Sadly, I didn’t get to live happily ever after in my centrally-located one-bedroom apartment. For one, I didn’t realize that Mass Court was essentially like a luxury dorm for Georgetown Law students. There were parties off the courtyard every weekend, and the music was so loud that my apartment would vibrate like a dance club. And I never used the pool. The 20-year-old “kids” were always on the roof deck drinking beer and goofing off. The pool was jammed full of overfilled rafts sinking from the weight of five people. This was so not my scene. I also didn’t know that a brand new 14-story apartment building was about to pop up next door. During the day, I wrote about nuclear weapons proliferation to the sweet sounds of jackhammers. When my one-year lease came to an end in August, my rent returned to its “normal rate”, which was just under $2,000 per month. But I was chipping away at my dissertation and did not want to disrupt my fragile progress with a move. There weren’t very many “affordable” options for one-bedroom apartments located downtown anyway so I stayed in Chinatown and endured the dormitory-feel and construction chaos.

Long before my arrival, rent in DC began rising steadily and has grown faster than household incomes for the past few years. In 2010, a number of trends accounted for the rising cost of housing in the District including an overall decrease in supply of rental units, a decreasing supply of affordable homes and a growing population. When I first moved to DC, its population was estimated to be around 550,000. By 2011, DC’s population had reached over 650,000. Some predict that DC’s population may soon surpass its peak population of 802,000 and may even reach 1,000,000 in the next 30 years.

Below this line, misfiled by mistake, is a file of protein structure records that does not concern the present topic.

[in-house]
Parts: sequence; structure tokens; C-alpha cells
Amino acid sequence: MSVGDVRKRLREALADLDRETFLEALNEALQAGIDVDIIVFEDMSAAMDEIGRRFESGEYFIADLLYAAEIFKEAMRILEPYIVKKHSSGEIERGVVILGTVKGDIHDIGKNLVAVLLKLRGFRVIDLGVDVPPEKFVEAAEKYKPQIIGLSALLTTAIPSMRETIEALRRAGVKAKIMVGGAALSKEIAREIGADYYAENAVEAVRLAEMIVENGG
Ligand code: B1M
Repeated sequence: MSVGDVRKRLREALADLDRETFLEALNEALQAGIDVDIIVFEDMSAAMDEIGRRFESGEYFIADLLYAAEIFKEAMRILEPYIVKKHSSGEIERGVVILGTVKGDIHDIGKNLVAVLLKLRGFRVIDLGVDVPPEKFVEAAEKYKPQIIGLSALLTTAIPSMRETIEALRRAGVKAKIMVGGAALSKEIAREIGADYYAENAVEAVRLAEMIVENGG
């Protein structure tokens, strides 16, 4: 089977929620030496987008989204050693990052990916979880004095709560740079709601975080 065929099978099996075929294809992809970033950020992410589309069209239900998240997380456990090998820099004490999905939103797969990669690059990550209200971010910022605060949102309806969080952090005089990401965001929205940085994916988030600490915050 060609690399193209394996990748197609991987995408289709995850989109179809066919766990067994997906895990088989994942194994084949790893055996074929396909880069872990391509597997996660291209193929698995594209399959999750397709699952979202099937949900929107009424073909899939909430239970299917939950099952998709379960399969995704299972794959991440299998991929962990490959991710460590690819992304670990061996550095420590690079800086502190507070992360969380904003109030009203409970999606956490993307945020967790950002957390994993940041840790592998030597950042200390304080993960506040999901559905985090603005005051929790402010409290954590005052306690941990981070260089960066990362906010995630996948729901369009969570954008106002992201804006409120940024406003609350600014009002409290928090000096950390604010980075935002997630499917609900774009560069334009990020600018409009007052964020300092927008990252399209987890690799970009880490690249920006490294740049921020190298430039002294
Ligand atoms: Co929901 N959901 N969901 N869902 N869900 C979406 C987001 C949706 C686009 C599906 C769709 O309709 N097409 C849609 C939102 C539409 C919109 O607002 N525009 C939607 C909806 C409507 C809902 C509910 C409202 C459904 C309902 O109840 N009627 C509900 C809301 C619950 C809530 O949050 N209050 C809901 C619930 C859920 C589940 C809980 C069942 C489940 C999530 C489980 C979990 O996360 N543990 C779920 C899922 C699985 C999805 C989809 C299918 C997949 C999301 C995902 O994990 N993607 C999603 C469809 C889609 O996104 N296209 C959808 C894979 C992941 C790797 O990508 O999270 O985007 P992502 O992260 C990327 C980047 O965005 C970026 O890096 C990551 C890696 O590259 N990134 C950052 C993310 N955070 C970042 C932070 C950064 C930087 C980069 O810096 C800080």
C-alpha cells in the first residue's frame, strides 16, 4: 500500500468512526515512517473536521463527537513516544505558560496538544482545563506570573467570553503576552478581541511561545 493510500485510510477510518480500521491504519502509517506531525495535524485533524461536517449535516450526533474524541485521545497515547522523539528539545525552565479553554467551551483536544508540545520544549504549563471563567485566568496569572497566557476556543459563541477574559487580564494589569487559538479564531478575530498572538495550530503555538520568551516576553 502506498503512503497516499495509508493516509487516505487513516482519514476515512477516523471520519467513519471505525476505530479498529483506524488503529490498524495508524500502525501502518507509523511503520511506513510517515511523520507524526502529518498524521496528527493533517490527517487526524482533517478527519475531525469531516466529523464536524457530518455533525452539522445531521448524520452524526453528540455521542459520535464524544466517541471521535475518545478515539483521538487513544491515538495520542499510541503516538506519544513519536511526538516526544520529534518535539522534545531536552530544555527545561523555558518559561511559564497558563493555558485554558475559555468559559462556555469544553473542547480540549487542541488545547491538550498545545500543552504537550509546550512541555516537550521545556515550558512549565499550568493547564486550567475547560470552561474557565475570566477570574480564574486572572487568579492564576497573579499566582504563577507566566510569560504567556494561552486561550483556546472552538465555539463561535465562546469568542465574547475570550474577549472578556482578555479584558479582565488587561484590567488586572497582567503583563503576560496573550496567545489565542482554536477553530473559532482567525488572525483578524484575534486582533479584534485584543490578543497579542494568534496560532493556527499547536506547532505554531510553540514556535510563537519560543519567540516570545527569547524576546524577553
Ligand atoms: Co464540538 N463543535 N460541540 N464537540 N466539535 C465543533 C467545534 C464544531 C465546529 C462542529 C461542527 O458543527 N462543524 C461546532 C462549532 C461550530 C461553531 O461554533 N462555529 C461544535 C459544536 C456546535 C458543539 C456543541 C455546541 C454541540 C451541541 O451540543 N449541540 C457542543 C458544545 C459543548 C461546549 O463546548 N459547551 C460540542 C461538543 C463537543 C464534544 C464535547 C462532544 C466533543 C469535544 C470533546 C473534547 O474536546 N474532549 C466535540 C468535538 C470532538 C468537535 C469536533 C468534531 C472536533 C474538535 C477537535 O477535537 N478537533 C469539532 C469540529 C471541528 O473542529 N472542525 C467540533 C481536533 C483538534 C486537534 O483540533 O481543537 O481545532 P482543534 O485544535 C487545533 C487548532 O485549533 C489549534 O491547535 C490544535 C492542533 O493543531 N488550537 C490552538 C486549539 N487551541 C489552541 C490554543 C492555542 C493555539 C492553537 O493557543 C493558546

With the recession in 2007-2008, the number of building permits to supply new units dropped dramatically. DC gained only about 700 units per year until 2010. Hence, there was a trickling of supply to meet the rushing of demand. It was not until 2011 that this trend reversed leading DC to experience a surge in building permits for the next few years and into 2016. However, a majority of these new units are not more affordable options, but rather luxury units designed to capitalize on rising rents in DC. As of February 2016, average apartment rent within 10 miles of Washington, DC was $2090 per month. Average rent for a downtown apartment was $2,902 per month. That’s average rent, folks…not even the high end of things. According to, average rent in DC has increased by $420 per month, a 25% increase over the past six years. That’s over 4% per year. Meanwhile, wages for government workers have stagnated, and household incomes in DC have increased only 2.2% in the past year.

It should come as no surprise that DC ranks among the top ten most expensive housing markets, competing for first place with San Francisco, New York City and Boston. While rents in other expensive cities are stabilizing, DC’s rent continues to climb at an increase of 3% in 2016.

Eventually, I defended my dissertation in April 2010 whilst living in Chinatown. After spending 2 1/2 years at Mass Court, however, I got some bad news in January 2011. My rent was going to increase to $2,200 per month, and I simply couldn’t afford it anymore. My massive student loans were entering repayment, and my salary had not gone up sufficiently to cover the increase in rent. I spoke to Tony, my leasing agent, and begged him to reconsider raising the rent on a reliable tenant. I said that it was just not fair that I was unable to afford a building, even with all its flaws, that I considered my first “home” in DC. “I’m being forced out of my home,” I told him. He shrugged and said: “I’m sorry, Natasha, but that’s the going market rate for this building.” Translation: “We don’t need your business anymore.” Well, okay then.

Rent was going up rapidly, and purchasing power of the average citizen was sinking, along with quality of life. I was feeling the crunch and knew it was real. And I knew it was even more acute for so many others. I resigned myself to moving again, which cost me about $600 (less than half of the cost of the rent increase). I headed for greener pastures in Columbia Heights.

These days, I know that there’s more to the story of DC housing costs than simply the law of supply and demand. If you want to know the secret I’ve discovered, stay tuned to read my next chapter.

The views expressed in this blog are those of the author and do not reflect the official policy or position of the National Defense University, the Department of Defense or the U.S. Government.